As we have discussed in recent webinars and blog posts, the New York Department of Financial Services has recently brought its first enforcement action under its cybersecurity rules (23 N.Y.C.R.R. Part 500). When the NYDFS cyber rules were first enacted in 2017, they were widely regarded as the most comprehensive cybersecurity regulation in the United States. Almost all insurance companies that are licensed to do business in New York state were required to comply, leading to speculation that Part 500 would eventually emerge as the cybersecurity standard for insurance companies nationwide. Three years later, that appears to be the case.
Most cybersecurity regimes require companies to meet a certain standard, which is usually to maintain “reasonable cybersecurity,” but without specifying any particular measures that must be adopted. For example, California state law requires businesses to maintain “reasonable security procedures and practices . . . to protect the personal information from unauthorized access . . .” Similar language appears in the cybersecurity laws of Illinois, Colorado and Louisiana. By contrast, Part 500 details cybersecurity requirements in several specific areas, including personnel, training, policies, access privileges, penetration testing, encryption, multifactor authentication, application security, data minimization and vendor management.
Before 2018, the FTC had taken a largely standards-based, high-level approach to cybersecurity regulation. But, following the Eleventh Circuit LabMD decision, which criticized the FTC for not providing sufficient clarity to companies as to which cybersecurity measures they must adopt, the FTC has moved more towards a more granular, requirements-based approach to data protection. As we noted in a recent blog post, the proposed amendments to FTC’s Safeguard Rule largely track the requirements of Part 500.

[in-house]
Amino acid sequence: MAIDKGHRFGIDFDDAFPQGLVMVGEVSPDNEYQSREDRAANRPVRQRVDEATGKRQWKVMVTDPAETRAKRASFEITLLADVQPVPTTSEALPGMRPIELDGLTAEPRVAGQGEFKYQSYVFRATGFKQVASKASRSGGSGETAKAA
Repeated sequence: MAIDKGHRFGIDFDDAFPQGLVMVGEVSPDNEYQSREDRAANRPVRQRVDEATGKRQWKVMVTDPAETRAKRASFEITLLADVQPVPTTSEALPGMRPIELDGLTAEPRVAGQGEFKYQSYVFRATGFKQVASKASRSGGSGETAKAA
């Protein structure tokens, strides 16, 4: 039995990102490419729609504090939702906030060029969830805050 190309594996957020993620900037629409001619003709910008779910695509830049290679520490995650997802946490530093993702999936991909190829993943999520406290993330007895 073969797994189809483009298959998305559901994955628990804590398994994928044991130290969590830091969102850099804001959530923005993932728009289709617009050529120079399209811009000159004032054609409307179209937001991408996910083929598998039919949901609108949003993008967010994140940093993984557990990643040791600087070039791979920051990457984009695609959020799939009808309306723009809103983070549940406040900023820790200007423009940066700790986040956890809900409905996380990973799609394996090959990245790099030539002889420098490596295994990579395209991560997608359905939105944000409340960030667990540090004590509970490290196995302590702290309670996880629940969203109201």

Similarly, the Connecticut Insurance Department recently posted a bulletin containing guidance for insurers as to how to comply with the Connecticut Insurance Data Security Law, which is scheduled to go into effect on October 1, 2020. The Connecticut Insurance Data Security Law was developed based on the NAIC’s Model Cybersecurity Law, which closely tracks the specific requirements of the NYDFS rules. Alabama, Delaware, Michigan, Mississippi, New Hampshire, Ohio and South Carolina have also adopted insurance cyber regulations that are based on the NAIC’s model law.
As a result of these developments, thousands of insurance companies are now subject to the specific cyber rules set out in Part 500 or similar regulations. The fact that a large number of these firms have (or soon will) certify their compliance with these rules will make it increasingly difficult for other insurance companies to explain why they have not implemented similar practices, even if not expressly required to do so by regulation. Indeed, it appears that the NYDFS cyber rules may be emerging as the “reasonable cybersecurity” standard for financial institutions, so insurance companies should consider taking a close look at those requirements and evaluating how their existing cybersecurity programs compare.
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